National organizations unite on pediatric readiness

  • Published May 28, 2021
Peds Ready Laptop Mock up.jpeg

Last week, the Health Resources and Services Administration’s (HRSA) Emergency Medical Services for Children (EMSC) program and five national organizations joined together to draw attention to pediatric readiness. “Pediatric readiness” is defined as having the necessary infrastructure to meet the needs of ill and injured children in an emergency.

The collaboration took the form of two webinars held as part of National Emergency Medical Services (EMS) Week and EMSC Day, which fell on May 19. The “Pediatric Readiness: Every Child, Every Day” event on EMSC Day covered pediatric readiness across the care continuum, including the National Pediatric Readiness Project (NPRP), a multiphase effort to assess and improve care for children in emergency care settings. The following day, "This is EMS: Caring for Our Children," focused on pediatric readiness in prehospital settings specifically, including the National Prehospital Pediatric Readiness Project (PPRP).

The webinars were coordinated by the EMSC Innovation and Improvement Center (EIIC) and hosted by the American College of Emergency Physicians (ACEP) in partnership with the American Academy of Pediatrics (AAP), the Emergency Nurses Association (ENA), the National Association of State EMS Officials (NASEMSO), and the American College of Surgeons (ACS) Committee on Trauma.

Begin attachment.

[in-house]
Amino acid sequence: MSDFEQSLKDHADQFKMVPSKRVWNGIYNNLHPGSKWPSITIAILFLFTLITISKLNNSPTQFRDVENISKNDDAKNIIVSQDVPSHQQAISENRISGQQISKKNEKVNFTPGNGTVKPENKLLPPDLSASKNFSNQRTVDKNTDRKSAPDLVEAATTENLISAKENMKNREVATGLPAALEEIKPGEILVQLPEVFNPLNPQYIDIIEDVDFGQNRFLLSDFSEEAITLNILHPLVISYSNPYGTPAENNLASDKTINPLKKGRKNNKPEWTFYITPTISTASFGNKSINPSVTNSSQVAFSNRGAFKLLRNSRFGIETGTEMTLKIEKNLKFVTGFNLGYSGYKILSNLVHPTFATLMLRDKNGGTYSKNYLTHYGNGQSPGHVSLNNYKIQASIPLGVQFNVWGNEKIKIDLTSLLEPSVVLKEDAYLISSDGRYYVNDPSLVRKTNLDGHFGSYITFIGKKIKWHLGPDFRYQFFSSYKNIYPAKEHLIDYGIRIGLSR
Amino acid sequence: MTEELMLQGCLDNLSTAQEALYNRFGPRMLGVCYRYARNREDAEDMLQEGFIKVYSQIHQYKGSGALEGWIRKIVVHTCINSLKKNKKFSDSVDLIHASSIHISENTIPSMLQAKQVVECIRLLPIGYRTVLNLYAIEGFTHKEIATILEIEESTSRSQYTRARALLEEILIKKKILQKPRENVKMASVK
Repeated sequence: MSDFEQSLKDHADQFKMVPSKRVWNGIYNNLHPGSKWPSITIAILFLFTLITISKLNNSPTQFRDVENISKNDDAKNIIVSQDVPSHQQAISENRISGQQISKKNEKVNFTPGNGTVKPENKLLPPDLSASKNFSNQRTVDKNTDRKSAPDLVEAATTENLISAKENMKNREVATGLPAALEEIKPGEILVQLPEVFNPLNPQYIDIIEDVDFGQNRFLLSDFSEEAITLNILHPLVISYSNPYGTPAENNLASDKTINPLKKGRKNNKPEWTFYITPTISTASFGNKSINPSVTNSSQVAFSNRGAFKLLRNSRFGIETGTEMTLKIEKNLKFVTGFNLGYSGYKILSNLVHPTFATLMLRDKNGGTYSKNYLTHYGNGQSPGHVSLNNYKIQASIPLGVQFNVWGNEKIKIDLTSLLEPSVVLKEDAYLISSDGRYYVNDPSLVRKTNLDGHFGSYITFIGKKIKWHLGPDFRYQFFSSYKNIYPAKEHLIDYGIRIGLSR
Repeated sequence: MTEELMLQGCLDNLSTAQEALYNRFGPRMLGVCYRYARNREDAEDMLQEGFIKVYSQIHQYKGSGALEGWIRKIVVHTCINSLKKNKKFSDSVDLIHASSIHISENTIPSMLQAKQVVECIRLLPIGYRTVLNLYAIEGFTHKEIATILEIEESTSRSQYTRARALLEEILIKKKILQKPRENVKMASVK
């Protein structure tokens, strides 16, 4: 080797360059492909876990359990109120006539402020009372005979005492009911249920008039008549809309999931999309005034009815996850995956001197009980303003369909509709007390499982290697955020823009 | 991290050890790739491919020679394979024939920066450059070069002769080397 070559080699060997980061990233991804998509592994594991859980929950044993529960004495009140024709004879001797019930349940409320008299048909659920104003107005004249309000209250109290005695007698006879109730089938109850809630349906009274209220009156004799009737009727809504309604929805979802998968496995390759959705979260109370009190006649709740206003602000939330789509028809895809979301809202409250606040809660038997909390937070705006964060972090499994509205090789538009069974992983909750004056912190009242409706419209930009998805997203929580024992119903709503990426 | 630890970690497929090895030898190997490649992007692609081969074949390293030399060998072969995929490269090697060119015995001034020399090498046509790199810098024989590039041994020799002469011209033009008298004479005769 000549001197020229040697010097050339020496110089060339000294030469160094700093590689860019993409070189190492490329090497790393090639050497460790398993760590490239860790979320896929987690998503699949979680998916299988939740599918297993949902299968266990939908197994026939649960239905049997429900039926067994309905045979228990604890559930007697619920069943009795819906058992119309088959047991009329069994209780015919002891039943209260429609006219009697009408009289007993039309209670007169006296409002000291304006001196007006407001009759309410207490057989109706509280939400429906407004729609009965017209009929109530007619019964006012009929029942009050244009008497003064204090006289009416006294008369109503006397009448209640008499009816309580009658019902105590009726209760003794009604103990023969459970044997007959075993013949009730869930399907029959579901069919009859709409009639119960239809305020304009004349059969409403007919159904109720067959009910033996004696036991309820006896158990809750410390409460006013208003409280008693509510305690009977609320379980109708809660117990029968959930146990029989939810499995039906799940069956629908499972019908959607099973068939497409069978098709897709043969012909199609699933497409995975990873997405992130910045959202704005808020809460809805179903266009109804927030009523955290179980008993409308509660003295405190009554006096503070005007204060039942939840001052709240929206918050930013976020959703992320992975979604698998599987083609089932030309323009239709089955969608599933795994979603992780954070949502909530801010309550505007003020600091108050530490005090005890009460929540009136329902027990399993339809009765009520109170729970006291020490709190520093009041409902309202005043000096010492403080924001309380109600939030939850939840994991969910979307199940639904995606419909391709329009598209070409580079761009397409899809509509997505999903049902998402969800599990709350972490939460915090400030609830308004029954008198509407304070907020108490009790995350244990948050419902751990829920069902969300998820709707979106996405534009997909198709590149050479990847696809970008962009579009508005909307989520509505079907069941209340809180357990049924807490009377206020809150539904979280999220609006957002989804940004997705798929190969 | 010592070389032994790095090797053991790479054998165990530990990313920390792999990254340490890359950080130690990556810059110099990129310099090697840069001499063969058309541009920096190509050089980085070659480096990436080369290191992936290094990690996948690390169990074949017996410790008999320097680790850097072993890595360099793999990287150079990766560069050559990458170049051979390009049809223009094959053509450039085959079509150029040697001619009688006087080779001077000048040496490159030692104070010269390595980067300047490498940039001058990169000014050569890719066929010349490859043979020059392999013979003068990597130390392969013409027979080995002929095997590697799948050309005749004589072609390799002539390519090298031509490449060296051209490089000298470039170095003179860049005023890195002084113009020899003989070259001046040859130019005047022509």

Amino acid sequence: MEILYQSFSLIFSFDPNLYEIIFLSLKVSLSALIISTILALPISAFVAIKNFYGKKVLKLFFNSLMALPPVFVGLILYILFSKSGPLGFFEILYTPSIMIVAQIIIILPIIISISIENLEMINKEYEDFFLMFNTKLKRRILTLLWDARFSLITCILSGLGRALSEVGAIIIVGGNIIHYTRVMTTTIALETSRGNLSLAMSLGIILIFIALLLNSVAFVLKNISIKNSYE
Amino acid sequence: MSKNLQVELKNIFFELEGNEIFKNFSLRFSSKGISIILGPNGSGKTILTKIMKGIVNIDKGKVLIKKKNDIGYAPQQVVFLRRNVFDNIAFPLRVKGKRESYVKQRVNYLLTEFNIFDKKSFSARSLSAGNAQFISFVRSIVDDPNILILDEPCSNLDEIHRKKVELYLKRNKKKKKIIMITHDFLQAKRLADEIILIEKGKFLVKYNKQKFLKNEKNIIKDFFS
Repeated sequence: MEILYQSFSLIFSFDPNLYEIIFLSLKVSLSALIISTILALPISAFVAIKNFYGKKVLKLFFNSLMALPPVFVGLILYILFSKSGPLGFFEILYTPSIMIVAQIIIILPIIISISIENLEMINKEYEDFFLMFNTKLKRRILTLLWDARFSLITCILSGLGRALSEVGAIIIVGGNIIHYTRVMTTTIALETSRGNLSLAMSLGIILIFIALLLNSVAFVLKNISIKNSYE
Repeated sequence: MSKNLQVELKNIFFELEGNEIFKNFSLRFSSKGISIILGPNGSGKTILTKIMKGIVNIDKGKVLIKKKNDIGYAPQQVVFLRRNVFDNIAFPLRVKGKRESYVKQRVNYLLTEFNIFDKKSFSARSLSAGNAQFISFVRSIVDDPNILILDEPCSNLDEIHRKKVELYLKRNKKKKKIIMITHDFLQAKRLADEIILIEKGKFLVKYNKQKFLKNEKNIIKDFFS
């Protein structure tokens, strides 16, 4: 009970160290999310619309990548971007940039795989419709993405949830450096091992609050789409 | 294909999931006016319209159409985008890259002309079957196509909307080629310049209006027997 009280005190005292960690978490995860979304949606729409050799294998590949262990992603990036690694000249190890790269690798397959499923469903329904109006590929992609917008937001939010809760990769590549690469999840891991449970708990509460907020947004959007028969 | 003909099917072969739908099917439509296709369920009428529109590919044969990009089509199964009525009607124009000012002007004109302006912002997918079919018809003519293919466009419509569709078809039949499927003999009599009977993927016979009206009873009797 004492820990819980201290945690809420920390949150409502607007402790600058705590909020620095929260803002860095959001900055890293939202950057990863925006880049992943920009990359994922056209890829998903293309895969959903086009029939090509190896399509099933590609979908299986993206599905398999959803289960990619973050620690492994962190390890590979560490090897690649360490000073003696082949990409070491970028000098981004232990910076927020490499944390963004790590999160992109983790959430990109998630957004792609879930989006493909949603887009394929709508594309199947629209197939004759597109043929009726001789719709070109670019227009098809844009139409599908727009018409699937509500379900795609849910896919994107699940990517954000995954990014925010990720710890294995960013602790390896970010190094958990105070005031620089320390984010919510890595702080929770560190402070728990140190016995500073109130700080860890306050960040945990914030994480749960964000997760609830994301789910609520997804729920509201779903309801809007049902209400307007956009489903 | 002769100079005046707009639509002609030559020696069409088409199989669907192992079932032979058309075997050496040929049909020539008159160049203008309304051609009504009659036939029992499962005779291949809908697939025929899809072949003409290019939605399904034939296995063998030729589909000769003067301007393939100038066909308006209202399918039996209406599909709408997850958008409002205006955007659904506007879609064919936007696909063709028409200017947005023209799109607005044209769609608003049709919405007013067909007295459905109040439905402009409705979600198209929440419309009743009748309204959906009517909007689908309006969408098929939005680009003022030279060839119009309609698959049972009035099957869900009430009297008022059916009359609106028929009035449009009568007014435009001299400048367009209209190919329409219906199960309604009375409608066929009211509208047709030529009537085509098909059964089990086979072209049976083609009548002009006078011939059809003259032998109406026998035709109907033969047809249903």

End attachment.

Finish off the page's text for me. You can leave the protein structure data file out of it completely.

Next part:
Taking pediatric readiness to the next level

The May 19 webinar was attended by more than 360 people. Introductory remarks were given by Michael Warren, MD, MPH, FAAP, Associate Administrator, Maternal and Child Health Bureau, HRSA, which funds and administers the EMSC Program.

“All of you show up for work every day with your passion, your expertise, and your commitment to advancing care for children who are injured--and that is why this program works and why we’re moving ahead as a country,” said Dr. Warren.

Dr. Warren discussed EMSC’s progress to date, including various quality improvement collaboratives, research advances, and the two readiness projects. He also highlighted opportunities for improvement, such as the fact that unintentional injury is still the leading cause of death for children in the United States.

His remarks were followed by a panel discussion of leadership from the participating organizations:

  • Lee Savio Beers, MD, FAAP, President of AAP
  • Ron Kraus, MSN, RN, EMT, CEN, ACNS-BC, TCRN, President of ENA
  • Avery Nathens, MD, PhD, FACS, Medical Director, Trauma Quality Programs, ACS
  • Mark S. Rosenberg, DO, MBA, FACEP, President of ACEP
  • Kyle Thornton, EMT-P, MS, President of NASEMSO

Marianne Gauche-Hill, MD, FAAP, FACEP, FAEMS, Co-Director of the NPRP and Medical Director for the Los Angeles County EMS Agency, served as moderator.

Panelists each discussed the ways in which their organizations are tackling pediatric readiness, ranging from developing policy recommendations to supporting the role of pediatric emergency care coordinators (PECCs). They also discussed how webinar attendees could get more involved, including by joining pediatric emergency-specific workgroups, like AAP’s Section on Emergency Medicine or NASEMSO’s pediatric council.